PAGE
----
At a time Nigeria is shutting its Western borders with Benin Republic, three auto companies are heading to Ghana to set up car plants with Nigeria obviously being their target market. They have heard too loudly from Boko Haram and Miyetti Allah to contemplate making Nigeria their investment destination.

I felt so small in Kenya 20 years ago when my wife and I had to travel with Kenyan Airways to India. We arrived Nairobi in the evening and were expecting a connecting flight to Mumbai within two hours.But it was not so. The airline officials started sorting out the passengers and leading them out. By the time they were done, there were over 20 passengers left who were all Nigerians.

A lady then moved over to give us a sad news: “There is no connecting flight to Mumbai till tomorrow. But unfortunately the green passport is not allowed into Nairoabi without a transit visa. Make yourselves comfortable till tomorrow evening.”

Nigerians who were treated like Royals in London in the ’70s once the green passport was presented? It was a time 98 Kobo fetched a British pound!

My wife and I found our voices to protest the treatment on the ground that it was not our fault that there was no connecting flight and we should not be punished for the inefficiency of Kenyan Airways. The lady looked at me and gave it to Nigeria: “If airline business is a very easy thing to do, your country would have one plane in the air.”

Twenty years after that insult, my country still does not have a plane flying. Nigeria Air was launched on the Internet about two years ago and became defunct on the cyberspace after the “project” gulped some billions of Naira.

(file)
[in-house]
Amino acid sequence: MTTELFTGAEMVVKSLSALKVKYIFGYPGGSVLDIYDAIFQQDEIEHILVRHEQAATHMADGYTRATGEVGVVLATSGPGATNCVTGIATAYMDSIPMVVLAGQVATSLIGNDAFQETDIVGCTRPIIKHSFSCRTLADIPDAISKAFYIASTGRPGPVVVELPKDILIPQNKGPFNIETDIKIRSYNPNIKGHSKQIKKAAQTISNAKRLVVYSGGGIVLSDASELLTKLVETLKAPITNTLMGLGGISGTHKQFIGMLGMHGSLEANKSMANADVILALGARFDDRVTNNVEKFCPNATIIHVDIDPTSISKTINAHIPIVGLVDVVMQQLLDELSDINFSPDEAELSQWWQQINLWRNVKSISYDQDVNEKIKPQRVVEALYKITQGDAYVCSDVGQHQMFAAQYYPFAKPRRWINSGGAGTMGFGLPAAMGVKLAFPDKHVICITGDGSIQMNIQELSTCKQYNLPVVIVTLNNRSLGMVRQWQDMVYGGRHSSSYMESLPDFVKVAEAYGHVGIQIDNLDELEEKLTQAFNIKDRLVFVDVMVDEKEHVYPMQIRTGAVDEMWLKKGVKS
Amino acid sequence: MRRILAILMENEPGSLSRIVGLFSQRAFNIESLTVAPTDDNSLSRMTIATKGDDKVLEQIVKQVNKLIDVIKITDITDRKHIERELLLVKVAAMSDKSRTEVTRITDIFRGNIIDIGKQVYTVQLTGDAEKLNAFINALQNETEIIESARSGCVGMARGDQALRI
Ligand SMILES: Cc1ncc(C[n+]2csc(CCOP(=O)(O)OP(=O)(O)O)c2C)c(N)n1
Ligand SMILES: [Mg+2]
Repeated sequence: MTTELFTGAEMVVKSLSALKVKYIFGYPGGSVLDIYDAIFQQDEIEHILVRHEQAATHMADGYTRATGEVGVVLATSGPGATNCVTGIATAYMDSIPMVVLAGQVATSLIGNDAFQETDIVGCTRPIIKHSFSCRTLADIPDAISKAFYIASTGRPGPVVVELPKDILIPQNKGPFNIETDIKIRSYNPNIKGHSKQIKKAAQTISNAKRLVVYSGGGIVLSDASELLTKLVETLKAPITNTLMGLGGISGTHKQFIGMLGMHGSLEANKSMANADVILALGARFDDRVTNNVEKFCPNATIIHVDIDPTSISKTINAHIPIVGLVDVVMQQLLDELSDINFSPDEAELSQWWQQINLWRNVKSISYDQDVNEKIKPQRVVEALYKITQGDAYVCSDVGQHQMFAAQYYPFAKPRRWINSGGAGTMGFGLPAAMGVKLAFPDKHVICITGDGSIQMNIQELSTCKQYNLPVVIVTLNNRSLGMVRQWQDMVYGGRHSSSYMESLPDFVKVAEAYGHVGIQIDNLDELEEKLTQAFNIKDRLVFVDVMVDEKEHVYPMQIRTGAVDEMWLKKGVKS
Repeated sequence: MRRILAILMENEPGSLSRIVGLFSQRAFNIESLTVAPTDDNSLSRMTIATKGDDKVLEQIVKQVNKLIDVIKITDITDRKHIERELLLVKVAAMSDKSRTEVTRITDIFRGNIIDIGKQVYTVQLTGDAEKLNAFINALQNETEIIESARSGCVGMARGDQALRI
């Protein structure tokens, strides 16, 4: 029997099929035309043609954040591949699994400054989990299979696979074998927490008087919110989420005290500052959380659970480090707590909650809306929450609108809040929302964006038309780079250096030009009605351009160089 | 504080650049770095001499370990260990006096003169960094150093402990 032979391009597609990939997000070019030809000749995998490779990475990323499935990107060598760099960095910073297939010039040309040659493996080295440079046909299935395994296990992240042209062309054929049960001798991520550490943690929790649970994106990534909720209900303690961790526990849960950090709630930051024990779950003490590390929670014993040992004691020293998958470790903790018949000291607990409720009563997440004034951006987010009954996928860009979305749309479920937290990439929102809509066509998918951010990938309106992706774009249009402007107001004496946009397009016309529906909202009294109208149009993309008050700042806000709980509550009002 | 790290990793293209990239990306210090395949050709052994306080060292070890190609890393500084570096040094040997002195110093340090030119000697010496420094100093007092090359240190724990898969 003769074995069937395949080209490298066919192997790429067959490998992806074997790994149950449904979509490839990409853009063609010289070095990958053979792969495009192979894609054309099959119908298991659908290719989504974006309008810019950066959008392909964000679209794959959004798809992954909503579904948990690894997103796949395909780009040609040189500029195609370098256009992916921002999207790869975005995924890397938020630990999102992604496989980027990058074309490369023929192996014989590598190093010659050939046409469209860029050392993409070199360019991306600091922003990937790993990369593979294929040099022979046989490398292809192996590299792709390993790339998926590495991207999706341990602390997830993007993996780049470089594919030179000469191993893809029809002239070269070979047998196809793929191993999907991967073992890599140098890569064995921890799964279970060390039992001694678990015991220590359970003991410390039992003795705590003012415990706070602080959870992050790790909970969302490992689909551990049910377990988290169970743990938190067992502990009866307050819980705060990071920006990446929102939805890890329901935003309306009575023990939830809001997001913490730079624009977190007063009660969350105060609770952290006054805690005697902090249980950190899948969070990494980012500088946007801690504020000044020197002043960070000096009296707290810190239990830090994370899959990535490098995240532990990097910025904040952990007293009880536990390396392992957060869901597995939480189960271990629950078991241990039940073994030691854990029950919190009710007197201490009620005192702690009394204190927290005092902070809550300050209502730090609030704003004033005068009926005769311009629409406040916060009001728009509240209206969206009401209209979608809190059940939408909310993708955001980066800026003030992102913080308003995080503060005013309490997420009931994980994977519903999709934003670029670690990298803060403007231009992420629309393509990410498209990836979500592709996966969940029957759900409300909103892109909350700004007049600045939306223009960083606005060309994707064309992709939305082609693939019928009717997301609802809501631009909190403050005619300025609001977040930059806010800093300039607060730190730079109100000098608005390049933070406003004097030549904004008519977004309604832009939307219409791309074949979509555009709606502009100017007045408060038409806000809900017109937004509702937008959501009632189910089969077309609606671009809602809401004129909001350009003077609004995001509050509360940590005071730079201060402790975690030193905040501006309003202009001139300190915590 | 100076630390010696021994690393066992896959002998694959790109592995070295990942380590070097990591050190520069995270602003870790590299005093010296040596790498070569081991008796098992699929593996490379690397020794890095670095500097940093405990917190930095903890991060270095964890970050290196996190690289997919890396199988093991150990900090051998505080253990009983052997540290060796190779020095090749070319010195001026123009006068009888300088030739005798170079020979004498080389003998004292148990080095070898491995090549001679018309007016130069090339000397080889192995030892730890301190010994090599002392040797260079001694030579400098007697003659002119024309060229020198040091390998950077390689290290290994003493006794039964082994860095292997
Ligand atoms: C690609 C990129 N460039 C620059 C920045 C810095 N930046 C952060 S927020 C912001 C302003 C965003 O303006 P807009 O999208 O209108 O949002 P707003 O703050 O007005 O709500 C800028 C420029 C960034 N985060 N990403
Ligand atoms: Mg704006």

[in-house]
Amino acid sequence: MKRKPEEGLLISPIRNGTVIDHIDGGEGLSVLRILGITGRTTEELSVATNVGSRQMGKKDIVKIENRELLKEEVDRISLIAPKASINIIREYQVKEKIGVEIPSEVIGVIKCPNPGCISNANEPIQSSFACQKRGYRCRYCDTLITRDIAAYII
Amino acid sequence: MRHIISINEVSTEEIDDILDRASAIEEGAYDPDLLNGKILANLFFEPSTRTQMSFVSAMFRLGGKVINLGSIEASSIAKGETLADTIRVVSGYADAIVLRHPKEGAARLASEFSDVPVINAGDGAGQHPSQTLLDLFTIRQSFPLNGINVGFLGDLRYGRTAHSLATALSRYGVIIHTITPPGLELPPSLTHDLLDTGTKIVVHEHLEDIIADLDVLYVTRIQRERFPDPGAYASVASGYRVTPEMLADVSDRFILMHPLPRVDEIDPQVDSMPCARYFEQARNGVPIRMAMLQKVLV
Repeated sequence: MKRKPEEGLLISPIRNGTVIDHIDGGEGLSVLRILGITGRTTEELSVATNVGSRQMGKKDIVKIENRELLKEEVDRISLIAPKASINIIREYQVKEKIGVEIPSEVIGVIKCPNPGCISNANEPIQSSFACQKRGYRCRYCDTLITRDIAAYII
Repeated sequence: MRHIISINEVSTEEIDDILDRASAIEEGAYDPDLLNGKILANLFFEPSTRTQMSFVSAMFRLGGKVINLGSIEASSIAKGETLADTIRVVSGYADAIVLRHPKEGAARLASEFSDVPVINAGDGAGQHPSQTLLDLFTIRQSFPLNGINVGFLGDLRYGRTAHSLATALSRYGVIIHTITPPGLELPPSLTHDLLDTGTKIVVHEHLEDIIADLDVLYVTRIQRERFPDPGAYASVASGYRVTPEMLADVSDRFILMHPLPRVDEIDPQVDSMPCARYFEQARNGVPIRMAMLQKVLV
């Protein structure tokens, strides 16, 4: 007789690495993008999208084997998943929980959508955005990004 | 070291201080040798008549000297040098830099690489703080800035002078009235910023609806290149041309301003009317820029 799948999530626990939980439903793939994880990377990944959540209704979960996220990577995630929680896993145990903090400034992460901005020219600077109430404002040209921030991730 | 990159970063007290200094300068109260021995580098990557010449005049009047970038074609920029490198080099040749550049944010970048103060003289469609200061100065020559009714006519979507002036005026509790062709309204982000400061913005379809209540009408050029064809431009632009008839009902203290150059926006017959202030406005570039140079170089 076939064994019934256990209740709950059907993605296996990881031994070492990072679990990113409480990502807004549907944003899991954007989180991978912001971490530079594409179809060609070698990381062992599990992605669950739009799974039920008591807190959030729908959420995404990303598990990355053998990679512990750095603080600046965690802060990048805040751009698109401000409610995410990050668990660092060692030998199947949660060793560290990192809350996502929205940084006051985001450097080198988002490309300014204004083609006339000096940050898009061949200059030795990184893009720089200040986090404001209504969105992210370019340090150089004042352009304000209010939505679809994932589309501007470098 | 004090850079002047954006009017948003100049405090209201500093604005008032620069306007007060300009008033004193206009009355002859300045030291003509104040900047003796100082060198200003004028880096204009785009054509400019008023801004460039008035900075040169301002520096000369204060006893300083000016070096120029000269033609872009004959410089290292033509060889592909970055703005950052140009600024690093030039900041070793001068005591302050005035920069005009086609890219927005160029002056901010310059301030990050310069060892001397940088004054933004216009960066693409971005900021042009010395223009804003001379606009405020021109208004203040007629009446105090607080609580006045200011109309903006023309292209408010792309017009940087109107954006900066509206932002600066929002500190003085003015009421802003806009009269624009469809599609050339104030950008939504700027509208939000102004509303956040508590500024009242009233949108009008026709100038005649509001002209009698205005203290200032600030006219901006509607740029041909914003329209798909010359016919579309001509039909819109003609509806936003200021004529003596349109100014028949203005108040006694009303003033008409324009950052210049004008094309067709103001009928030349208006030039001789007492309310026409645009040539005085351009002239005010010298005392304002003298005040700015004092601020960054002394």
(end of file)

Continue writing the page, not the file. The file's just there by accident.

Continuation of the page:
Two decades after the taunt, the Nigerian government shamelessly and gleefully announced that my good brother and friend, Mr. Allen Onyema has gracefully volunteered to evacuate Nigerians from South Africa as the only planes Nigeria still runs as a country belong to the presidential fleet.

As at time of writing this, only 400 Nigerians have agreed to come home. It is most unlikely that there would be less than a million Nigerians in South Africa. The rest are not coming home because there is no home at home. There are a thousand ways to die cheaply in Nigeria today than through xenophobic attacks in South Africa.

I read somewhere that some Nigerians hoped that the proposed visit of President Muhammadu Buhari to South Africa next month will stave off attacks on Nigerians and shook my head vigorously. If the visit of Mr. President to Benue after the murder of 73 indigenes in one day on January1, 2018 did not stop killings in that state, is it in South Africa that his presence would bring an end to killings?

It should worry us that South Africa has offered no word of apology to Nigeria and has even gone ahead to declare it would offer no compensation to our citizens. This is a clear message to us about our zero status. Are the South Africans not aware that when herdsmen kill farmers in our country we call it clashes and do nothing about it? We have even officially told the victims to learn how to live peacefully with their terrorist neighbours!

Terrorist neighbours

How morally justified are we to demand redress from South Africa? Is a country’s foreign policy no longer an extension of its domestic policy? What value do we place on our citizens who are killed at home without consequence to put her premium on economic refugees abroad?

I laughed when I read that Mr. Adams Oshiomhole called on President Buhari to nationalise MTN as a way of showing displeasure over the xenophobia attacks in South Africa. It looks a good suggestion from the shop floor. But we can’t stop remembering that MTN got 0803 the very day Nigeria got 0804. That 0803 is today a success but nobody ever called me with 0804 since Nigeria started mobile telephony. Another shame and reflection of our zero state.

Much as our anger against South Africans is justified at this time, it is a waste of emotion if we don’t begin to interrogate where the rain began to beat us, in the words of Achebe, so we can properly dry our clothes and not get exposed to rain.

Nigeria worked under Federalism and to that we must return or perish the way we are going.